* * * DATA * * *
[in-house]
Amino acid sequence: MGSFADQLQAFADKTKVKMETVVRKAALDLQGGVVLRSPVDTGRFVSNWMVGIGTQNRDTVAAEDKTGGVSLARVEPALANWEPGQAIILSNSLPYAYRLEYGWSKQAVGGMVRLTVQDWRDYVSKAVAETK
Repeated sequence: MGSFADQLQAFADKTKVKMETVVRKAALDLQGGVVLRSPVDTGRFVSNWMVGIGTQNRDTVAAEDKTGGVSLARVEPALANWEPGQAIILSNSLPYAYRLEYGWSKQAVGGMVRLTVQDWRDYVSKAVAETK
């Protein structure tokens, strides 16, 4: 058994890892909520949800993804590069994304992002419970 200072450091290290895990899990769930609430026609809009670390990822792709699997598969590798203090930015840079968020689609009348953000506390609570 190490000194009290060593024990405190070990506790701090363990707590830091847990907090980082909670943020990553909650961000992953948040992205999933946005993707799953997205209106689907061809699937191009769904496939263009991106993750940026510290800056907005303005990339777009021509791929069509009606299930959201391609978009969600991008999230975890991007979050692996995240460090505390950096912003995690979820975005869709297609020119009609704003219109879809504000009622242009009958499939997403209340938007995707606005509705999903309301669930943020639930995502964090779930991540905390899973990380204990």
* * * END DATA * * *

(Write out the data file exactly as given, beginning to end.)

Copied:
[in-house]
Amino acid sequence: MGSFADQLQAFADKTKVKMETVVRKAALDLQGGVVLRSPVDTGRFVSNWMVGIGTQNRDTVAAEDKTGGVSLARVEPALANWEPGQAIILSNSLPYAYRLEYGWSKQAVGGMVRLTVQDWRDYVSKAVAETK
Repeated sequence: MGSFADQLQAFADKTKVKMETVVRKAALDLQGGVVLRSPVDTGRFVSNWMVGIGTQNRDTVAAEDKTGGVSLARVEPALANWEPGQAIILSNSLPYAYRLEYGWSKQAVGGMVRLTVQDWRDYVSKAVAETK
């Protein structure tokens, strides 16, 4: 058994890892909520949800993804590069994304992002419970 200072450091290290895990899990769930609430026609809009670390990822792709699997598969590798203090930015840079968020689609009348953000506390609570 190490000194009290060593024990405190070990506790701090363990707590830091847990907090980082909670943020990553909650961000992953948040992205999933946005993707799953997205209106689907061809699937191009769904496939263009991106993750940026510290800056907005303005990339777009021509791929069509009606299930959201391609978009969600991008999230975890991007979050692996995240460090505390950096912003995690979820975005869709297609020119009609704003219109879809504000009622242009009958499939997403209340938007995707606005509705999903309301669930943020639930995502964090779930991540905390899973990380204990």